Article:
Tags: china | building | islands | land | reclamation | south china sea

China's Building-Islands Effort to Reclaim South China Sea Almost Complete

Image: China's Building-Islands Effort to Reclaim South China Sea Almost Complete
Chinese dredging vessels are purportedly seen in the waters around Mischief Reef in the disputed Spratly Islands in the South China Sea in this still image from video taken by a P-8A Poseidon surveillance aircraft provided by the United States Navy May 21, 2015. (U.S. Navy/Handout via Reuters)

By    |   Tuesday, 16 Jun 2015 01:49 PM

China’s Foreign Ministry announced Tuesday that its island-building projects will be completed in the next few days, though construction will continue on the land in the South China Sea. China’s efforts to reclaim the disputed region through island-building have heightened tensions between China and the U.S., as well as other Asian nations.

"It is learned from relevant Chinese competent departments that, as planned, the land reclamation project of China's construction on some stationed islands and reefs of the Nansha Islands will be completed in the upcoming days," said a Chinese Foreign Ministry website post, according to The Associated Press as per Fox News.

The continuing infrastructure building will reportedly be utilized for a variety of functions including maritime search and rescue, environmental conservation, and scientific research.

Lu Kang, Chinese Foreign Ministry spokesman, has addressed the international concerns over China’s reclamation of the strategic area by saying that building the islands is “within the scope of China’s sovereignty,” The New York Times reported. He emphasized that the island-building programs "do not affect the freedom of navigation and overflight enjoyed by all countries in accordance with international law in the South China Sea."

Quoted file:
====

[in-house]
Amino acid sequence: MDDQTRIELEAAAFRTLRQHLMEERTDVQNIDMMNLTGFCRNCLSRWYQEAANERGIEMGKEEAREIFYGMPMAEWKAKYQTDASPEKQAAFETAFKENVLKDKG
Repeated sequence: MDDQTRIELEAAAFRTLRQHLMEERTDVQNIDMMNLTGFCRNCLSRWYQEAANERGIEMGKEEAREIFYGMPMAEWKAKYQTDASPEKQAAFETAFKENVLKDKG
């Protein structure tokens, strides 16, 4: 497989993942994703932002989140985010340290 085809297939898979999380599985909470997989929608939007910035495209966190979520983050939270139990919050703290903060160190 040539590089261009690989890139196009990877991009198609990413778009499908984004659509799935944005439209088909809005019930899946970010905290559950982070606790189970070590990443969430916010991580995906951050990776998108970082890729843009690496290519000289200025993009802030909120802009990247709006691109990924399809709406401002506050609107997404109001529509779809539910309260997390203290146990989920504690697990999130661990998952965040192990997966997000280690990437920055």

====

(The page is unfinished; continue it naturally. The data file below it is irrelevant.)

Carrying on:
China’s South China Sea land reclamation efforts are larger than any other country’s in the region. Over the past 18 months, China has built approximately 2,000 acres of land in the area, according to The Times. Taiwan, Vietnam, the Philippines, Malaysia, Brunei, and Vietnam also make claims to parts of, or all of, the sea. The U.S. has not taken an official stance on the Southeast Asian sovereignty disputes but maintains that all governments in the region must allow free navigation and try not to worsen tensions.

When a U.S. surveillance plane flew over the island projects in May, the Chinese navy issued eight warnings for the aircraft to go away.

"There's obviously a lot of surface traffic down there: Chinese warships, Chinese coast guard ships. They have air search radars, so there's a pretty good bet they're tracking us," Lieutenant Commander Matt Newman told CNN at the time.

China’s growing military presence in the region is not only a potential threat to air traffic, but also to maritime traffic. The South China Sea is one of the busiest shipping lanes in the world, partially because of its abundant fishing grounds, and oil, gas, and mineral deposits.

Still, Lu asserts that the projects are not solely for “military defense needs,” but for “civilian demands” as well, according to The Times.

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China’s Foreign Ministry announced Tuesday that its island-building projects will be completed in the next few days, though construction will continue on the land in the South China Sea.
china, building, islands, land, reclamation, south china sea
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2015-49-16
Tuesday, 16 Jun 2015 01:49 PM
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